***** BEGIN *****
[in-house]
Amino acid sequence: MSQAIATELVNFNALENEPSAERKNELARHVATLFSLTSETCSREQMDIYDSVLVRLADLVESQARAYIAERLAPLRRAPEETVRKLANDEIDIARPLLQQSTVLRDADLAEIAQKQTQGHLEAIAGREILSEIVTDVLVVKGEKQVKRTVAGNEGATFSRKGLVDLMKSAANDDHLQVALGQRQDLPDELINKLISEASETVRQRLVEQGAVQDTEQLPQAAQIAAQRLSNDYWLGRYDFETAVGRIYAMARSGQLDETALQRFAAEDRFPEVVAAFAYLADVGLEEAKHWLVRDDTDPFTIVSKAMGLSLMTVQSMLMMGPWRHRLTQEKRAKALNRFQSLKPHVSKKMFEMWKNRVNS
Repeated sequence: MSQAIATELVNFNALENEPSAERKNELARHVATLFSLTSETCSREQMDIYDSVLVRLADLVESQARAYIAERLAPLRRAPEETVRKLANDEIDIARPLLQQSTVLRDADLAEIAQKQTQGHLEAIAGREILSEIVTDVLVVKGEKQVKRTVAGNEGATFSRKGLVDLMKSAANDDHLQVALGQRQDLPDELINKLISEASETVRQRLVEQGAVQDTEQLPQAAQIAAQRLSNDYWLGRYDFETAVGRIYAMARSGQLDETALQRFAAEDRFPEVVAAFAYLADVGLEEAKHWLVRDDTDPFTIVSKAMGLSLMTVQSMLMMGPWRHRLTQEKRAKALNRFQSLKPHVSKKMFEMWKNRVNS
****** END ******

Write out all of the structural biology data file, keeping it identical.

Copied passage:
[in-house]
Amino acid sequence: MSQAIATELVNFNALENEPSAERKNELARHVATLFSLTSETCSREQMDIYDSVLVRLADLVESQARAYIAERLAPLRRAPEETVRKLANDEIDIARPLLQQSTVLRDADLAEIAQKQTQGHLEAIAGREILSEIVTDVLVVKGEKQVKRTVAGNEGATFSRKGLVDLMKSAANDDHLQVALGQRQDLPDELINKLISEASETVRQRLVEQGAVQDTEQLPQAAQIAAQRLSNDYWLGRYDFETAVGRIYAMARSGQLDETALQRFAAEDRFPEVVAAFAYLADVGLEEAKHWLVRDDTDPFTIVSKAMGLSLMTVQSMLMMGPWRHRLTQEKRAKALNRFQSLKPHVSKKMFEMWKNRVNS
Repeated sequence: MSQAIATELVNFNALENEPSAERKNELARHVATLFSLTSETCSREQMDIYDSVLVRLADLVESQARAYIAERLAPLRRAPEETVRKLANDEIDIARPLLQQSTVLRDADLAEIAQKQTQGHLEAIAGREILSEIVTDVLVVKGEKQVKRTVAGNEGATFSRKGLVDLMKSAANDDHLQVALGQRQDLPDELINKLISEASETVRQRLVEQGAVQDTEQLPQAAQIAAQRLSNDYWLGRYDFETAVGRIYAMARSGQLDETALQRFAAEDRFPEVVAAFAYLADVGLEEAKHWLVRDDTDPFTIVSKAMGLSLMTVQSMLMMGPWRHRLTQEKRAKALNRFQSLKPHVSKKMFEMWKNRVNS